create a node
bind an id attribute to model.id
add a child node
...

As the runtime executes instructions it has the data that should be bound. Because the runtime is “Observable aware” it will automatically attach listeners as needed to keep the attribute or value in sync with the model.

Let’s follow the journey of our humble template.

             parser    compiler   browser+runtime
              |          |              |
haml template -> JSON IR -> JS function -> Interactive DOM Elements

The template starts out as a text string. This gets fed into the hamlet-cli which converts it into a JS function. When the JS function is invoked with a model, in the context of the browser and the Hamlet runtime, it produces a Node or DocumentFragment containing interactive data-bound HTML elements. This result may then be inserted into the DOM.

The parser is generated from jison. We use a simple lexer and a fairly readable DSL for the grammar.

There’s no strong reason to choose Haml over Slim or Jade, I just started with it because it was a syntax I knew well. The name Hamlet comes from “Little Haml” as it is a simplified subset of Haml. Adding support for a Jade or Slim style is as easy as creating a new lexer that with the appropriate subset of Jade or Slim.

Some of the simplifications to the language come from the power of the runtime to build DOM elements directly. We don’t need to worry about escaping because we’re building DOM elements and not strings. We can also avoid the DOCTYPE stuff and other server specific requirements that are not relevant to a clientside environment. Other reductions were chosen solely to make the language simpler, which has value in itself.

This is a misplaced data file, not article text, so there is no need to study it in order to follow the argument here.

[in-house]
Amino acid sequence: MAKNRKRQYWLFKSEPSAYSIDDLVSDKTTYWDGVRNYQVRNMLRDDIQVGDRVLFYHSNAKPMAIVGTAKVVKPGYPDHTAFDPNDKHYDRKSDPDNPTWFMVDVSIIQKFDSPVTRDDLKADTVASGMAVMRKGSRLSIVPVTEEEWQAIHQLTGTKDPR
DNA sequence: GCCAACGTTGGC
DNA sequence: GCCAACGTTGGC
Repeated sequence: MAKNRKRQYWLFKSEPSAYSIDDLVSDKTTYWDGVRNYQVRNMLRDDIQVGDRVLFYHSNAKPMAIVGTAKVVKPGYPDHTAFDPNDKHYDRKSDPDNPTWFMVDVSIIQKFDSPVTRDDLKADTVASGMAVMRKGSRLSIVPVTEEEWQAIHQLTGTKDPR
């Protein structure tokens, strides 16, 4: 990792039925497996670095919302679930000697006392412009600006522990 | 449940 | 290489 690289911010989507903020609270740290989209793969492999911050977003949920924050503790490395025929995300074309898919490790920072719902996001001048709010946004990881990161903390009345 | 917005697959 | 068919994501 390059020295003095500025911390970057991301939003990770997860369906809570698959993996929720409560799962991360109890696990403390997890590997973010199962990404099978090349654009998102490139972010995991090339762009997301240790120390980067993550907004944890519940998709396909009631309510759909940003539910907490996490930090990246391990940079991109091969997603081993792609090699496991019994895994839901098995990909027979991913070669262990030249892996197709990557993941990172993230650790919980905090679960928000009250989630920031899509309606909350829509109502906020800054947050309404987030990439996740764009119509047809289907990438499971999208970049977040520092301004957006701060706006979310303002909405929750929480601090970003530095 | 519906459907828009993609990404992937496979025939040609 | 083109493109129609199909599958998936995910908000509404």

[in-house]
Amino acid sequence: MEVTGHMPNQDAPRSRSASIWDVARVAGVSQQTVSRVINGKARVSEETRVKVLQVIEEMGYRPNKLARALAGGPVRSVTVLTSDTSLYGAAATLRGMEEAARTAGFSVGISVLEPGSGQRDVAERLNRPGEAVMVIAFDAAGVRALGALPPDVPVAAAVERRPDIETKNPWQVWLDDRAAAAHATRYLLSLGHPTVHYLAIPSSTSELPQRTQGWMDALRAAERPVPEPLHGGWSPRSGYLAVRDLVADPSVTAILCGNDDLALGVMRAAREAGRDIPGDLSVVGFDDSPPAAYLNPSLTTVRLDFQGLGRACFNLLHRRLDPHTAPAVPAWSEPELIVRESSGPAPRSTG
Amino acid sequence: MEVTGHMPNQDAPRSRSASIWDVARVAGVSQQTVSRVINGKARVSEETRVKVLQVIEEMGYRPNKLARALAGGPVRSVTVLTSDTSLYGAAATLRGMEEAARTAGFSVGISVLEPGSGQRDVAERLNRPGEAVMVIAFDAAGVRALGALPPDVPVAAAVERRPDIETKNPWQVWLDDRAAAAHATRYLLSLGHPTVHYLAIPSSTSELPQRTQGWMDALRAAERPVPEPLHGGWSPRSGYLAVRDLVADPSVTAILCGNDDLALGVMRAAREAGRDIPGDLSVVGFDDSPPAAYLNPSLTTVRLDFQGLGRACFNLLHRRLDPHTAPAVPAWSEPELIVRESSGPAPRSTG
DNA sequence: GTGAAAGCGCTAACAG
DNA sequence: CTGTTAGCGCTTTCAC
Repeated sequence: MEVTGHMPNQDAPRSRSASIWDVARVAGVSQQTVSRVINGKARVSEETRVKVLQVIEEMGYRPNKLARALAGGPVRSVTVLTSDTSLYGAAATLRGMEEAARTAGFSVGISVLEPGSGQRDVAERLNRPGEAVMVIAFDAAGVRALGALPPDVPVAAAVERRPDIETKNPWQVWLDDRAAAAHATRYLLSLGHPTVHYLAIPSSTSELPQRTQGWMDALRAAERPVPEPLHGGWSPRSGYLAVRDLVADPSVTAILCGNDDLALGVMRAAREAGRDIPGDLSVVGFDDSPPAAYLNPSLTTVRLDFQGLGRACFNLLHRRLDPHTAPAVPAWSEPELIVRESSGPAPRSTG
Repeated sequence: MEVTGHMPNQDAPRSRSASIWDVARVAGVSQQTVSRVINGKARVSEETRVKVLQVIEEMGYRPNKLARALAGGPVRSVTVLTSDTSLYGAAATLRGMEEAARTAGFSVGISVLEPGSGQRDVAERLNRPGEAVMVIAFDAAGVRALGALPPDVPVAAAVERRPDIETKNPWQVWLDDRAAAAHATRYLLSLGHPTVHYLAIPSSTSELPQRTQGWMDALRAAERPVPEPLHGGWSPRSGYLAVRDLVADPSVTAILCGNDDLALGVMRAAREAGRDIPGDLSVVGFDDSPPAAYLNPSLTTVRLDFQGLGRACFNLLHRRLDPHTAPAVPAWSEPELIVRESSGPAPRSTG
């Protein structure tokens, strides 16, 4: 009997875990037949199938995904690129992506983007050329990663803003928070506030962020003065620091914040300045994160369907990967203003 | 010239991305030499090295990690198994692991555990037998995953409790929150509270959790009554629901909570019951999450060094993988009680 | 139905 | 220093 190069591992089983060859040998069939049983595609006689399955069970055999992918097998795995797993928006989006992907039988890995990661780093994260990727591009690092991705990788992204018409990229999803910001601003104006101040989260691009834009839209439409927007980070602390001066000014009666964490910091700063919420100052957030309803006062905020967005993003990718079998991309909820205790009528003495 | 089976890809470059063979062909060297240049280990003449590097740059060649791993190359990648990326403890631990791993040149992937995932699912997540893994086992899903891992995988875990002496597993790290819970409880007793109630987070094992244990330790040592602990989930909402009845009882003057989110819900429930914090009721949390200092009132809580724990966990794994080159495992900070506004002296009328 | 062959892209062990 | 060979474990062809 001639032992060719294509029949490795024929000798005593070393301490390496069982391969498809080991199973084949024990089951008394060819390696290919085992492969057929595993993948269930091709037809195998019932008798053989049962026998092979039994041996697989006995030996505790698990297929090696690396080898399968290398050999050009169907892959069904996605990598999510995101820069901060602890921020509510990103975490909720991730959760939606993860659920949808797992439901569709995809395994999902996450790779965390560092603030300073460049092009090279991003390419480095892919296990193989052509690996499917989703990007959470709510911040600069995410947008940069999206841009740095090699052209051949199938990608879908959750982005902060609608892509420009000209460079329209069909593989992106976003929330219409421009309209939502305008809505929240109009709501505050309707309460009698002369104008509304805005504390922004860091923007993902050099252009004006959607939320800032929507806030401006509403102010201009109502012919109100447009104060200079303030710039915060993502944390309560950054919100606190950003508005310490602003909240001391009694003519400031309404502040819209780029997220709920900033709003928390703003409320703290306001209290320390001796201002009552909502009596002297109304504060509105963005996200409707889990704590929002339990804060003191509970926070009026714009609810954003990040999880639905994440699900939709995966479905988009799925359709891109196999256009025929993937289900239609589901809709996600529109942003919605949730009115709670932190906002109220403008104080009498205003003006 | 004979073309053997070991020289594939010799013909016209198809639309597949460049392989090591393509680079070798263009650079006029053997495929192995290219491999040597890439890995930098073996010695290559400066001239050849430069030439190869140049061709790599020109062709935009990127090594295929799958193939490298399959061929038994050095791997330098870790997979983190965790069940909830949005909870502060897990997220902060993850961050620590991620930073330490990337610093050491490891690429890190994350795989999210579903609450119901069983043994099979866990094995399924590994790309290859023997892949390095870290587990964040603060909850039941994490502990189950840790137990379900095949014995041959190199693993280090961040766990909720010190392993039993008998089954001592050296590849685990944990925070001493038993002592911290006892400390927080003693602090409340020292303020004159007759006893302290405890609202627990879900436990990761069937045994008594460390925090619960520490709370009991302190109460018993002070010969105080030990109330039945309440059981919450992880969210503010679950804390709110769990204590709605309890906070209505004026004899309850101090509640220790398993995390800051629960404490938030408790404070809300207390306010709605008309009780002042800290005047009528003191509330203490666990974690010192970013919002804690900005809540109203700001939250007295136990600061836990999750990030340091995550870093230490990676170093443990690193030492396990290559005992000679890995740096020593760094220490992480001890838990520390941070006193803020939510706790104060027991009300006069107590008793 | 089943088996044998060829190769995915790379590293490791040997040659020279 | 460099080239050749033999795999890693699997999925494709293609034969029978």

The core goal of Hamlet is to provide an HTML domain specific language that seamlessly inter-operates with CoffeeScript and provides bi-directional data binding. Each piece works together to provide an amazing overall experience. But you don’t have to take my word for it, try it out for yourself with our interactive demos.

Array#minimum and Array#maximum

Time for the next installment in 256 JS Game Extensions. It’s been a while hasn’t it? Well don’t worry because here are four new crazy cool additions to the Array class. This brings us up to 40!

Array::maxima = (valueFunction=Function.identity) ->
  @inject([-Infinity, []], (memo, item) ->
    value = valueFunction(item)
    [maxValue, maxItems] = memo

    if value > maxValue
      [value, [item]]
    else if value is maxValue
      [value, maxItems.concat(item)]
    else
      memo
  ).last()

Array::maximum = (valueFunction) ->
  @maxima(valueFunction).first()

Array::minima = (valueFunction=Function.identity) ->
  inverseFn = (x) ->
    -valueFunction(x)

  @maxima(inverseFn)

Array::minimum = (valueFunction) ->
  @minima(valueFunction).first()

Array#maxima is the core of this set, all the other methods are implemented based upon it. maxima returns a list of the elements that have the maximum value for a given value function. The default value function is the identity function which returns the item itself. This will work great for integers or strings: anything that correctly works with the > operator.

The value function can be overridden for example if you want to compute the maximum length word in a list you could pass in (word) -> word.length

The special case maximum delegates to maxima and returns only the first result. Similarly minima delegates to maxima but inverts the value function.

With these methods many problems that seem complex actually become quite a lot simpler by picking a value function and whether you want to maximize it or minimize it.